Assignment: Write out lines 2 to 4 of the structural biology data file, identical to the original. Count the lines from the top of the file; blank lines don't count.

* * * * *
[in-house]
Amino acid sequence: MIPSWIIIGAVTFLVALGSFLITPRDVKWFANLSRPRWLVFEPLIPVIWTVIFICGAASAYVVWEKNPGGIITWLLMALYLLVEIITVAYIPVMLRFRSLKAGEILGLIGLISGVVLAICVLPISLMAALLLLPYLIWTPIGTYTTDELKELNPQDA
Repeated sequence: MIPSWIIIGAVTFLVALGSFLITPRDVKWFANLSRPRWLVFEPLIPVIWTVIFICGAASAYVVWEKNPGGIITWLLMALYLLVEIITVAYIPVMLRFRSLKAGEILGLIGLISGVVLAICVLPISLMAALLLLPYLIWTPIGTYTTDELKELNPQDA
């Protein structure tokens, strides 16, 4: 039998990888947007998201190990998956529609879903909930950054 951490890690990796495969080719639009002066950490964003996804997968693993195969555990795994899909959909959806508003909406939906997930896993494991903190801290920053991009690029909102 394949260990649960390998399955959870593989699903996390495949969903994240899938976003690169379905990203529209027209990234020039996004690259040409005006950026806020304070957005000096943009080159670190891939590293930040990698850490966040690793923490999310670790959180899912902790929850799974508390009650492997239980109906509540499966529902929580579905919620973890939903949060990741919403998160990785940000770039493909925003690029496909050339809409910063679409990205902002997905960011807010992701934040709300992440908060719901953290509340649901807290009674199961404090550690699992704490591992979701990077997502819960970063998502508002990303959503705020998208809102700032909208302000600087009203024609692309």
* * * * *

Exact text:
Amino acid sequence: MIPSWIIIGAVTFLVALGSFLITPRDVKWFANLSRPRWLVFEPLIPVIWTVIFICGAASAYVVWEKNPGGIITWLLMALYLLVEIITVAYIPVMLRFRSLKAGEILGLIGLISGVVLAICVLPISLMAALLLLPYLIWTPIGTYTTDELKELNPQDA
Repeated sequence: MIPSWIIIGAVTFLVALGSFLITPRDVKWFANLSRPRWLVFEPLIPVIWTVIFICGAASAYVVWEKNPGGIITWLLMALYLLVEIITVAYIPVMLRFRSLKAGEILGLIGLISGVVLAICVLPISLMAALLLLPYLIWTPIGTYTTDELKELNPQDA
């Protein structure tokens, strides 16, 4: 039998990888947007998201190990998956529609879903909930950054 951490890690990796495969080719639009002066950490964003996804997968693993195969555990795994899909959909959806508003909406939906997930896993494991903190801290920053991009690029909102 394949260990649960390998399955959870593989699903996390495949969903994240899938976003690169379905990203529209027209990234020039996004690259040409005006950026806020304070957005000096943009080159670190891939590293930040990698850490966040690793923490999310670790959180899912902790929850799974508390009650492997239980109906509540499966529902929580579905919620973890939903949060990741919403998160990785940000770039493909925003690029496909050339809409910063679409990205902002997905960011807010992701934040709300992440908060719901953290509340649901807290009674199961404090550690699992704490591992979701990077997502819960970063998502508002990303959503705020998208809102700032909208302000600087009203024609692309």